At that time I thought I could do simultaneous projections of the stars, linking them conceptually through the axis of the earth, as if a shaft of light was coming through its center. Of course, this is impossible because you can’t go there in the winter. And then it evolved into the reality, and I’m talking about process now—so it’s like, what are you allowed to use, in terms of material? In Egypt I used pure powdered blue pigment on the sand; here if I used powdered pigment, it would turn black. So I did all this research and the physical installation ended up being 99 blue spheres of different sizes, ranging from 10 inches to 48 inches, covering a diameter of 400 feet. I initially wanted them huge and in 90-degree alignment to the stars, which meant they would cover kilometers.

SN: What was the installation process like? LA: There were 24 hours of daylight and we worked from 8pm to 6am. The halves of the spheres had to be assembled on the ice, with 3-inch diameter poles a meter long stuck in the ice. A few days it was minus-40 degrees and I almost passed out from the cold. Other times I didn’t have my jacket on. Mostly, it was amazing weather. When I needed to cover footprints with snow, it snowed. We were very lucky.SN: How did the environment compare to your expectations? LA: I really wanted to have an experience of complete wilderness and it’s impossible; the NSF wants to make sure you are safe. But then I found out how amazing the community was because everyone wants to be there and has this love of the unknown and adventure. It was exhilarating just being there the whole time, and it wasn’t just me. Everyone was exhilarated. It has something to do with the pristineness of it. The particles of light were so pure that it just felt like they went right into your system and transformed you. Everybody asked me, “did you get lonely?” Not once! I didn’t miss anything or anyone. It was very strange. One of my daughters said, “it’s because you went to heaven.” And when I came back here, I stepped off the airplane and it felt like I was coming into a soup. It took me about a month to readjust.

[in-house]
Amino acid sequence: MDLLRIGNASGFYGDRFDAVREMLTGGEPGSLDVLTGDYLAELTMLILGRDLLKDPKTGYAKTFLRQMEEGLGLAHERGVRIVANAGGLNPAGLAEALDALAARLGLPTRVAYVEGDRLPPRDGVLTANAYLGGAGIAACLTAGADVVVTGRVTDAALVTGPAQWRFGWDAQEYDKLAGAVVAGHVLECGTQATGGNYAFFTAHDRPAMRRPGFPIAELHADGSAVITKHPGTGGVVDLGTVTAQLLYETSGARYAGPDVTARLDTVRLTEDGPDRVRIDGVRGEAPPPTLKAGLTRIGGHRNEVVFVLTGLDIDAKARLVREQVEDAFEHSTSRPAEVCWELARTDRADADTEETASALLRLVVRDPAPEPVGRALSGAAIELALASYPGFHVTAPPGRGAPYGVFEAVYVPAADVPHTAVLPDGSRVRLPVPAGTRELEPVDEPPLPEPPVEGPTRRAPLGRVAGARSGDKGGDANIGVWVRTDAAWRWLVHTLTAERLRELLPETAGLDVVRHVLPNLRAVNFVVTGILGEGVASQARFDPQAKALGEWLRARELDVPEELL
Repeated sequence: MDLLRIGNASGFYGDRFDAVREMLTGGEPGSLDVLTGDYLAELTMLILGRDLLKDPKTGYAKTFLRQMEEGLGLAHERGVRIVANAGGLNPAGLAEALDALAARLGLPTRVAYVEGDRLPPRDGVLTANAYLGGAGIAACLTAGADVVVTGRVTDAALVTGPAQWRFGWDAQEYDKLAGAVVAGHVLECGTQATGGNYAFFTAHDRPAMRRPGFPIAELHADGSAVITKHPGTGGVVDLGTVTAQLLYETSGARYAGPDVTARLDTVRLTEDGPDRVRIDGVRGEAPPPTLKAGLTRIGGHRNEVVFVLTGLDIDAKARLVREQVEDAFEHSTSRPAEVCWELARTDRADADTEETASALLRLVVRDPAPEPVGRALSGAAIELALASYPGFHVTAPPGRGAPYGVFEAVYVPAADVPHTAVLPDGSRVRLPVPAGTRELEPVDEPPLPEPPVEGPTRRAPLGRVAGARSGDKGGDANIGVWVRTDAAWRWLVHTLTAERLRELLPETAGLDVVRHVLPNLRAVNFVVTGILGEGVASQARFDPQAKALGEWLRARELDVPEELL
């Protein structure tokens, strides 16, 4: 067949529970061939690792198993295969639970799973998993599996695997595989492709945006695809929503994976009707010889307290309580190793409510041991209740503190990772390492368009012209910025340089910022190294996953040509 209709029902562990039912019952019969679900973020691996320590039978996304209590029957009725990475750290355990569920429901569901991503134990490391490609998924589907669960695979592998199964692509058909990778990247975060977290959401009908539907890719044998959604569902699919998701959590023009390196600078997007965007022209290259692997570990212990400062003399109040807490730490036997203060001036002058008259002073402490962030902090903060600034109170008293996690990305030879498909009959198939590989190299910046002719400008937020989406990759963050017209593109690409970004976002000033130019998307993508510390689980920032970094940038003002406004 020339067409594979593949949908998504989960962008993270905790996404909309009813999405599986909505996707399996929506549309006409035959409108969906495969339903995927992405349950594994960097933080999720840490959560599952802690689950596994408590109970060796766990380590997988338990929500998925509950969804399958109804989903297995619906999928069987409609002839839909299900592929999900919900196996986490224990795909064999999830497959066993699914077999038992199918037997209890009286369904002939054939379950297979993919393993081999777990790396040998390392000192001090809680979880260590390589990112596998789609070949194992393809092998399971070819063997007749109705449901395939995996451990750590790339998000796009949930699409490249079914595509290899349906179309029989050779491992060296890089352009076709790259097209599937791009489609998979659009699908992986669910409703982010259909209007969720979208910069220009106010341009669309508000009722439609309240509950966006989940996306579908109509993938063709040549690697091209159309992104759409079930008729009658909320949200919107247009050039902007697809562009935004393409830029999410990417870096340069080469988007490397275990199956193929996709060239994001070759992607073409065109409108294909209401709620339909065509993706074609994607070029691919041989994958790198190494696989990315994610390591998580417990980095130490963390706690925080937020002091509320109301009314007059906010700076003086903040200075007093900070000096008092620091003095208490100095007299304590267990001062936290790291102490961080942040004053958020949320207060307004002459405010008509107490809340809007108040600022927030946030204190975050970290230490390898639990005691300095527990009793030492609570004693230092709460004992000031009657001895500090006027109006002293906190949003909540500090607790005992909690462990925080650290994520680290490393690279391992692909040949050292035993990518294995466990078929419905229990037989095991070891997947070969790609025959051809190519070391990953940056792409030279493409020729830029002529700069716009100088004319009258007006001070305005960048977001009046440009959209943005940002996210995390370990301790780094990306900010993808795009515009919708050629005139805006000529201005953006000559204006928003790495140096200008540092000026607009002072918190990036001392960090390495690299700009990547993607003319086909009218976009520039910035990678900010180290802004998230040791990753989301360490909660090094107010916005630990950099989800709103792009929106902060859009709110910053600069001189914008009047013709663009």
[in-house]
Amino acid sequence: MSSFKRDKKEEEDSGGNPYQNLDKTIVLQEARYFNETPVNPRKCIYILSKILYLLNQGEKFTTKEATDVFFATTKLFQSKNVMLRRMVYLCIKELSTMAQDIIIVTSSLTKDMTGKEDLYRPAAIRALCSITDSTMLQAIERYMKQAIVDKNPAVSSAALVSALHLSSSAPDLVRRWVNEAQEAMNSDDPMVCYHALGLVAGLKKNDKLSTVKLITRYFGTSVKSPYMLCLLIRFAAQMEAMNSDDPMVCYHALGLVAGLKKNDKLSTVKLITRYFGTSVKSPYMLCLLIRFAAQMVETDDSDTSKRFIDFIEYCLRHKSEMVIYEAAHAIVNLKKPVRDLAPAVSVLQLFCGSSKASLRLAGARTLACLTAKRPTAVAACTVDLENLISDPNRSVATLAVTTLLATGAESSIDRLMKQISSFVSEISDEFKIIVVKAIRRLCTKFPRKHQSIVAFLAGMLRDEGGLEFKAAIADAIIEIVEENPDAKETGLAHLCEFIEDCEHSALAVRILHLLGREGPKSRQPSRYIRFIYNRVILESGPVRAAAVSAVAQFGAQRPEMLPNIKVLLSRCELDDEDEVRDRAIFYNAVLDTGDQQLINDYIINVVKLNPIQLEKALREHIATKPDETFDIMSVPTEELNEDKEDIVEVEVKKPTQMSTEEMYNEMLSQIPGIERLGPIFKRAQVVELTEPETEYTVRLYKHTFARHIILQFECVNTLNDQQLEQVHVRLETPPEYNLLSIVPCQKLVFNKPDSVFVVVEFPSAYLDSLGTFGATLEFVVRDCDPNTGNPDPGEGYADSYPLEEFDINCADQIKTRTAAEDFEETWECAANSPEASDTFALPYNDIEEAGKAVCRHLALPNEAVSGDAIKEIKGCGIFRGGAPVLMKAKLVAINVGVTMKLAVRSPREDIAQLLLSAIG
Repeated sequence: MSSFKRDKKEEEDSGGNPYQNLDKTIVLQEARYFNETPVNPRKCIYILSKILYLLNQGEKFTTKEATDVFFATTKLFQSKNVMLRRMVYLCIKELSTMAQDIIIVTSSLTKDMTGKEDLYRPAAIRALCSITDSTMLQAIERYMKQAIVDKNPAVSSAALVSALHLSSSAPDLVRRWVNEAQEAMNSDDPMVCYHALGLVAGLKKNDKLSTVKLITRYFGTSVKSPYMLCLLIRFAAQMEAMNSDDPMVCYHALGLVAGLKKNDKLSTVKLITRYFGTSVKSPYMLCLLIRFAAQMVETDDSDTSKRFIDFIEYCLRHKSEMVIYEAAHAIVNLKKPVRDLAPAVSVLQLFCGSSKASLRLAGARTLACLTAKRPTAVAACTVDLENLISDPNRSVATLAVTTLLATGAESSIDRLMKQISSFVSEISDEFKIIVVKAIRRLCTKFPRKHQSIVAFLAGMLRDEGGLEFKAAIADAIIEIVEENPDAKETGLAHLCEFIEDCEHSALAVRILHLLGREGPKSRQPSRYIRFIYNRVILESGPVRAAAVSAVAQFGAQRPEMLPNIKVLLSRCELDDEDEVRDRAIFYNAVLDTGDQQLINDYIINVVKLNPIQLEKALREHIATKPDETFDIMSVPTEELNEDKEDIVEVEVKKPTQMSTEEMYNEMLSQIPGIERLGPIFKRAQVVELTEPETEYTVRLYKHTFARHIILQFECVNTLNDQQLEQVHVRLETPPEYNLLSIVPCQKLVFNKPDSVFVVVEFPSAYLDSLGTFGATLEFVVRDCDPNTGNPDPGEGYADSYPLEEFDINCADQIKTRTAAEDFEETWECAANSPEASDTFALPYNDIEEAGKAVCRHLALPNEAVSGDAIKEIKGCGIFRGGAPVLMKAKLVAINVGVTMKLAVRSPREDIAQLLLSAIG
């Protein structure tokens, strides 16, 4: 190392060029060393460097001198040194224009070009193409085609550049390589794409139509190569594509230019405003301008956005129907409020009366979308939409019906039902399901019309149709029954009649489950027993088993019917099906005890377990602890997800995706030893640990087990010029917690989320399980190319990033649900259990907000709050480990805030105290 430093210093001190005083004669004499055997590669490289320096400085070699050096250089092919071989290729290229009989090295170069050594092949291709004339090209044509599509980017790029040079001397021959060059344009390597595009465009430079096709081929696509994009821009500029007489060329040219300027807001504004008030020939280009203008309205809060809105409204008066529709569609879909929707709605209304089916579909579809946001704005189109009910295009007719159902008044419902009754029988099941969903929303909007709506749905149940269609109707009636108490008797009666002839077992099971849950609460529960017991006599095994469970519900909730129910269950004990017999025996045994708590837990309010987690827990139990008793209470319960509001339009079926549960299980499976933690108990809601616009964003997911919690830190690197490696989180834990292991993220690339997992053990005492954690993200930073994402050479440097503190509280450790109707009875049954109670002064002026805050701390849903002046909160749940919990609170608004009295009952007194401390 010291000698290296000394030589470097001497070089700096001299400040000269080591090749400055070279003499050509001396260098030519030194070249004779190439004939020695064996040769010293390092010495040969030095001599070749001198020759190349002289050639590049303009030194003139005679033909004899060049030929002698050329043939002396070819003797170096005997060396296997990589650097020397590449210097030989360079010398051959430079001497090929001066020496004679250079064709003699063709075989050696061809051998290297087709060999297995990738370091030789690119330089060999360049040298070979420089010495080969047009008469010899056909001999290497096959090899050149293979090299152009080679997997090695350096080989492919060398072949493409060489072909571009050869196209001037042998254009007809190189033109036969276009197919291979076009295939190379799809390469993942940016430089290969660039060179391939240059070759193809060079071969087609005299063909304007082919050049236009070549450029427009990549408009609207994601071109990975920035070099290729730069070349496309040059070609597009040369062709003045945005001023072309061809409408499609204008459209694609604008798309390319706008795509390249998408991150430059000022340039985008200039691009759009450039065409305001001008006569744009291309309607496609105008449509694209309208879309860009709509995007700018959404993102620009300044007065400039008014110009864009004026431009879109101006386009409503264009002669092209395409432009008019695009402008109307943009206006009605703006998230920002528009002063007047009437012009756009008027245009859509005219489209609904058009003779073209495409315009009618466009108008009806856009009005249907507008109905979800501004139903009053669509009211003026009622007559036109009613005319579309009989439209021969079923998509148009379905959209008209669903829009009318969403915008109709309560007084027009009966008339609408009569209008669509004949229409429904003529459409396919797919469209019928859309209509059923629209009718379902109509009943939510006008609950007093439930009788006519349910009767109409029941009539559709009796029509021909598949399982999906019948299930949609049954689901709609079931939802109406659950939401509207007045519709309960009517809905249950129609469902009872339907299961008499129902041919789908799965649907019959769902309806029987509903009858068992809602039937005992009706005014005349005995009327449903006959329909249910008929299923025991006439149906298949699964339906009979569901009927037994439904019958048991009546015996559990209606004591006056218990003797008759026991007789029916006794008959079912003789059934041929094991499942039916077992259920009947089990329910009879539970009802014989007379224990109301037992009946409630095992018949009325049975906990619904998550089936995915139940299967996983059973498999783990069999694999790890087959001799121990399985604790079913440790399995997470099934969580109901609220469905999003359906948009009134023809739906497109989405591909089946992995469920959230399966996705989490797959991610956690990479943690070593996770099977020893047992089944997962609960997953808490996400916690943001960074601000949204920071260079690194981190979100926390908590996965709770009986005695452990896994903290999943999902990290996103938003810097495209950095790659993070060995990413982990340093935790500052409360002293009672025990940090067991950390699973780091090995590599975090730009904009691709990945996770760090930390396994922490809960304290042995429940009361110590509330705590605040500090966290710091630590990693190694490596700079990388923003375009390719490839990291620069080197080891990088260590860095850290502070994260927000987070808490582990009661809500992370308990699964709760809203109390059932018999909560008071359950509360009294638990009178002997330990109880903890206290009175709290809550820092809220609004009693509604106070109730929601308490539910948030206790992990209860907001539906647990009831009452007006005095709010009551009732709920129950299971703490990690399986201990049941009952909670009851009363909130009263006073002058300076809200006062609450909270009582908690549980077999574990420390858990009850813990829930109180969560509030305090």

SN: And Werner Herzog was there at the same time?

LA: Yes! I was so thrilled to be there the year he was there. I met him in Colorado when we received the grants. He is my idol, my favorite director. It was fantastic. We became good friends. His persona is very different from who he is. I don’t know if he liked being there but I think the film he made, Encounters at the End of the World, is very representational of being there.